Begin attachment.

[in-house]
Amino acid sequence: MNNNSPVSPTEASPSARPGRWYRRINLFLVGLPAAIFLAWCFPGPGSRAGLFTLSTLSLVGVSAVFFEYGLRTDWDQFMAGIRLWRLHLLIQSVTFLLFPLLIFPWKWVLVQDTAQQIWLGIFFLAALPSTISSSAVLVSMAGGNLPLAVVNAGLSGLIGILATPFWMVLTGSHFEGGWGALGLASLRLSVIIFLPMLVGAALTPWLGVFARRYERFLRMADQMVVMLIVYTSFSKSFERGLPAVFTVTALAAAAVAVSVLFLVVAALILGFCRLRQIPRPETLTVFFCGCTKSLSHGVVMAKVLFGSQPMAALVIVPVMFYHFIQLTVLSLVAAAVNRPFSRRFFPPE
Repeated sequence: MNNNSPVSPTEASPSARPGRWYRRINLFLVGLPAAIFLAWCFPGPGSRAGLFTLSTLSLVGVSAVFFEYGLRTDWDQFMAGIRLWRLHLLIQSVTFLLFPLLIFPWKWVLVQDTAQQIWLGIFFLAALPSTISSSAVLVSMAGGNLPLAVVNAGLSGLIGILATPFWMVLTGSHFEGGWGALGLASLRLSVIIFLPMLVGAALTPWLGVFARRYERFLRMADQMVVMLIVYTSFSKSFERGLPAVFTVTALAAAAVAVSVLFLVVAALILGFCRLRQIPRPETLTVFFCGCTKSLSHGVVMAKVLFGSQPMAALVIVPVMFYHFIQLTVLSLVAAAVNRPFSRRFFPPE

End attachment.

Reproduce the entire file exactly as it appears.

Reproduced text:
[in-house]
Amino acid sequence: MNNNSPVSPTEASPSARPGRWYRRINLFLVGLPAAIFLAWCFPGPGSRAGLFTLSTLSLVGVSAVFFEYGLRTDWDQFMAGIRLWRLHLLIQSVTFLLFPLLIFPWKWVLVQDTAQQIWLGIFFLAALPSTISSSAVLVSMAGGNLPLAVVNAGLSGLIGILATPFWMVLTGSHFEGGWGALGLASLRLSVIIFLPMLVGAALTPWLGVFARRYERFLRMADQMVVMLIVYTSFSKSFERGLPAVFTVTALAAAAVAVSVLFLVVAALILGFCRLRQIPRPETLTVFFCGCTKSLSHGVVMAKVLFGSQPMAALVIVPVMFYHFIQLTVLSLVAAAVNRPFSRRFFPPE
Repeated sequence: MNNNSPVSPTEASPSARPGRWYRRINLFLVGLPAAIFLAWCFPGPGSRAGLFTLSTLSLVGVSAVFFEYGLRTDWDQFMAGIRLWRLHLLIQSVTFLLFPLLIFPWKWVLVQDTAQQIWLGIFFLAALPSTISSSAVLVSMAGGNLPLAVVNAGLSGLIGILATPFWMVLTGSHFEGGWGALGLASLRLSVIIFLPMLVGAALTPWLGVFARRYERFLRMADQMVVMLIVYTSFSKSFERGLPAVFTVTALAAAAVAVSVLFLVVAALILGFCRLRQIPRPETLTVFFCGCTKSLSHGVVMAKVLFGSQPMAALVIVPVMFYHFIQLTVLSLVAAAVNRPFSRRFFPPE